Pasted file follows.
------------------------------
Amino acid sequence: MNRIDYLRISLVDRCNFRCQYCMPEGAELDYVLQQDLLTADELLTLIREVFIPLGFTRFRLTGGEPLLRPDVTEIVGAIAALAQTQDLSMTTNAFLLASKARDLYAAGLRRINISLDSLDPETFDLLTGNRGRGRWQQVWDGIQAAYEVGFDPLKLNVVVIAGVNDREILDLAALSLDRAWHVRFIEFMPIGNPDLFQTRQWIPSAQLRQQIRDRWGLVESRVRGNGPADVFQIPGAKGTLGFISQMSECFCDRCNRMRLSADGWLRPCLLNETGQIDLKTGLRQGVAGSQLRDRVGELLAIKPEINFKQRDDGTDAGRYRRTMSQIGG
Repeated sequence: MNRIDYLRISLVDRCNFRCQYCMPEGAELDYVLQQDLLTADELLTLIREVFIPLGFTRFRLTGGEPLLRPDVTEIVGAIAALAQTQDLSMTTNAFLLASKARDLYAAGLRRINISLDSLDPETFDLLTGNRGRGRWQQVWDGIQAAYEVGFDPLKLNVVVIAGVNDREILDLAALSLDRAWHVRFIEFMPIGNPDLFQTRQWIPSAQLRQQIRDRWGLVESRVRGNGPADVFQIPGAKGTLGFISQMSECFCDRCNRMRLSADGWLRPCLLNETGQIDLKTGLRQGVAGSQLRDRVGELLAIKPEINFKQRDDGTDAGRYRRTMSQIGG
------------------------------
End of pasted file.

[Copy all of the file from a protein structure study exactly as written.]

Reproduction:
Amino acid sequence: MNRIDYLRISLVDRCNFRCQYCMPEGAELDYVLQQDLLTADELLTLIREVFIPLGFTRFRLTGGEPLLRPDVTEIVGAIAALAQTQDLSMTTNAFLLASKARDLYAAGLRRINISLDSLDPETFDLLTGNRGRGRWQQVWDGIQAAYEVGFDPLKLNVVVIAGVNDREILDLAALSLDRAWHVRFIEFMPIGNPDLFQTRQWIPSAQLRQQIRDRWGLVESRVRGNGPADVFQIPGAKGTLGFISQMSECFCDRCNRMRLSADGWLRPCLLNETGQIDLKTGLRQGVAGSQLRDRVGELLAIKPEINFKQRDDGTDAGRYRRTMSQIGG
Repeated sequence: MNRIDYLRISLVDRCNFRCQYCMPEGAELDYVLQQDLLTADELLTLIREVFIPLGFTRFRLTGGEPLLRPDVTEIVGAIAALAQTQDLSMTTNAFLLASKARDLYAAGLRRINISLDSLDPETFDLLTGNRGRGRWQQVWDGIQAAYEVGFDPLKLNVVVIAGVNDREILDLAALSLDRAWHVRFIEFMPIGNPDLFQTRQWIPSAQLRQQIRDRWGLVESRVRGNGPADVFQIPGAKGTLGFISQMSECFCDRCNRMRLSADGWLRPCLLNETGQIDLKTGLRQGVAGSQLRDRVGELLAIKPEINFKQRDDGTDAGRYRRTMSQIGG